Compiled by Brent Hunt, Naval History and Heritage Command’s Communication and Outreach Division

Mexican War-Vera Cruz

Mexican-American War Began—175 Years Ago

On May 13, 1846, Congress approved President James K. Polk’s declaration of war against Mexico. The catalyst for the Mexican-American War was the U.S. annexation of Texas on Dec. 29, 1845. Navy involvement in the war included blockades and operations on the Pacific coast and in the Gulf of Mexico. The Pacific Squadron, under the command of Commodore John Stoat and Commodore Robert Stockton, ensured success in the California campaign, and the Navy claimed Monterey, San Francisco, and San Diego for the United States. From the Gulf of Mexico, Commodore Matthew Perry traversed through the small rivers and waterways of Mexico to capture enemy strongholds and block supply routes. With Commodore David Conner, Perry also coordinated U.S. land and naval forces with Army Gen. Winfield Scott to land more than 22,000 American troops on Vera Cruz in March 1847. The landings would be the largest amphibious operation until the Anglo-French Gallipoli campaign in World War I. Due to the involvement of the Navy and coordination with Scott, U.S. troops took Mexico City within a few months of the Vera Cruz landings. The war ended on Feb. 2, 1848, with the Treaty of Guadalupe Hidalgo, in which Mexico agreed to extend the southern border of Texas to the Rio Grande River, and ceded present-day California, New Mexico, Utah, and Nevada, as well as parts of Oklahoma, Kansas, and Wyoming, to the United States.


Constitution Hosted Intelligence Battalion for 1812 Naval Heritage Training

The crew of the frigate Constitution recently hosted the Army’s 826th Military Intelligence Battalion for a day of 1812-era naval heritage training. Soldiers teamed up with Constitution Sailors to learn the history of America’s Ship of State, the process of firing a long gun, and the use of pikes in formation. “The reason why we came was for our Soldiers to learn military history,” said Sgt. 1st Class Axel Arroyo. “It helps get them in the mindset of being deployed. Today, we do not think like they did in 1812. It puts us in the mindset of going forward and not forgetting our past.” Constitution is the world’s oldest commissioned warship afloat. She was one of six frigates authorized by Congress with passage of the Naval Act of 1794. The ship played a crucial role in the Barbary Wars and the War of 1812, actively defending sea lanes from 1797–1855. Constitution earned the nickname “Old Ironsides” during the War of 1812 when British cannonballs were seen bouncing off the ship’s wooden hull. Today, Constitution is crewed by a select group of active-duty U.S. Navy Sailors who share her story with visitors from around the world and continue the U.S. Navy’s tradition of service through community outreach. For more, read the article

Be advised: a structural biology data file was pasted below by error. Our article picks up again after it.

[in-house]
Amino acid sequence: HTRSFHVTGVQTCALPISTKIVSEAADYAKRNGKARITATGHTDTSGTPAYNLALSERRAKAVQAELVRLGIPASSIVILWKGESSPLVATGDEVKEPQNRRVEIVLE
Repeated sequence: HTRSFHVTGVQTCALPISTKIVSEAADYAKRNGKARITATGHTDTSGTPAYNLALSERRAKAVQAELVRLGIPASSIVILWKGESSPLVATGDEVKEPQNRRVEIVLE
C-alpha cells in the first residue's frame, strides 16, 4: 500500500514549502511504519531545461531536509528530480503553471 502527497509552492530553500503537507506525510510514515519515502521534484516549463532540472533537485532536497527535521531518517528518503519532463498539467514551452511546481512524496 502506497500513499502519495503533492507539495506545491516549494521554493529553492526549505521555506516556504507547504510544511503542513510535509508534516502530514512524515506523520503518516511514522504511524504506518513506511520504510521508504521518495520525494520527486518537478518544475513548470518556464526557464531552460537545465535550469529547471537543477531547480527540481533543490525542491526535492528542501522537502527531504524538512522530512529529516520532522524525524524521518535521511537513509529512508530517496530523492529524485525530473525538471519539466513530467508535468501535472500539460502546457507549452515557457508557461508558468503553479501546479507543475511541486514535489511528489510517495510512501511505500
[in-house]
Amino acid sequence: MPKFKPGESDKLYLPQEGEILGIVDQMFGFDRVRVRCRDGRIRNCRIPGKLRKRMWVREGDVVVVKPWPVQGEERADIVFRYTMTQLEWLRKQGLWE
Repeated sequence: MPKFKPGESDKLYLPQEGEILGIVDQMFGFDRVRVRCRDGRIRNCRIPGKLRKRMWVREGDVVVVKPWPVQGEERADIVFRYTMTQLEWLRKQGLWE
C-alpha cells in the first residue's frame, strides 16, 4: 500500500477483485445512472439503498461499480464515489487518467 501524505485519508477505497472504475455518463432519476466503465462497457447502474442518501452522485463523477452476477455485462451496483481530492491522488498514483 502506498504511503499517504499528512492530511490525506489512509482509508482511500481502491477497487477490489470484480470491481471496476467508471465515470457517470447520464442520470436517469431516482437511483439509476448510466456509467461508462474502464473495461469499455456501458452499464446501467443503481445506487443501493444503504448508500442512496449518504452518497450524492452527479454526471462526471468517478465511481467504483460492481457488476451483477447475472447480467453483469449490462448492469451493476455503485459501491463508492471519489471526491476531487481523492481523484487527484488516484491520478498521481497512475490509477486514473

Preble Hall podcast

Preble Hall Podcast

In a recent naval history podcast from Preble Hall, retired Navy Capt. Tom Bortmes discussed his tenure as the commander of the Office of Naval Intelligence during the Sept. 11, 2001, terrorist attacks. The Preble Hall podcast, conducted by personnel at the U.S. Naval Academy Museum in Annapolis, MD, interviews historians, practitioners, military personnel, and other experts on a variety of naval history topics from ancient history to more current events.

Petty Officer Yona Owens

Owens V. Brown—Women Can Now Serve At Sea

On Nov. 10, 1976, Petty Officer Yona Owens and six other women sued the Navy in an effort to overturn a 30-year-old federal statute that limited Navy women to shore-duty billets, although they were trained to work aboard ships. Judge John J. Sirica presided over the case, and on July 27, 1978, he ruled that women should be allowed to serve at sea. Owens, who pushed for the change, was born into a Navy family. Her grandfather served in the Navy during the Spanish-American War and World War I, and her father served in the Navy during World War II. Owens, who said she was raised to solve problems, believed that it was unconstitutional, not to mention a waste of taxpayer money, to limit the service of shipboard-trained female Navy Sailors to shore-duty billets. In 1978, more than 25,000 women were serving in the Navy. Shortly after Sirica’s ruling, the Navy began assigning women to ships that were not expected to serve in combat. Subsequently, the Navy updated its policies in the 1990s to permit women to serve on combat ships. For more, read the blog by NHHC’s Denise Krepp in The Sextant. For more on women in the Navy, go to NHHC’s website.


The Establishment of NECC

On Jan. 13, 2006, 15 years ago, Navy Expeditionary Combat Command (NECC) formally stood up as the Navy’s Type Commander (TYCOM) for expeditionary forces. The establishment of the organization marked the end of a three-month sprint that began the previous fall. Working in borrowed spaces of Navy Supply System Command’s Fleet Logistics Support Center Norfolk, VA, the nucleus of what would become the headquarters element of NECC organized itself to take on missions of increased significance and visibility. In October 2005, Chief of Naval Operations Adm. Mike Mullen directed a type commander be established to man, train, and equip the Navy’s myriad of expeditionary forces. Rear Adm. Donald Bullard was tapped to form the staff. The largest of the forces comprising NECC at the onset were the 1st Naval Construction Division (Seabees), Maritime Force Protection Command, the Naval Expeditionary Logistics Support Force, Navy Coastal Warfare, and Explosive Ordnance Disposal. For more on the establishment of the NECC, read the blog by Capt. Angus Anderson in The Sextant.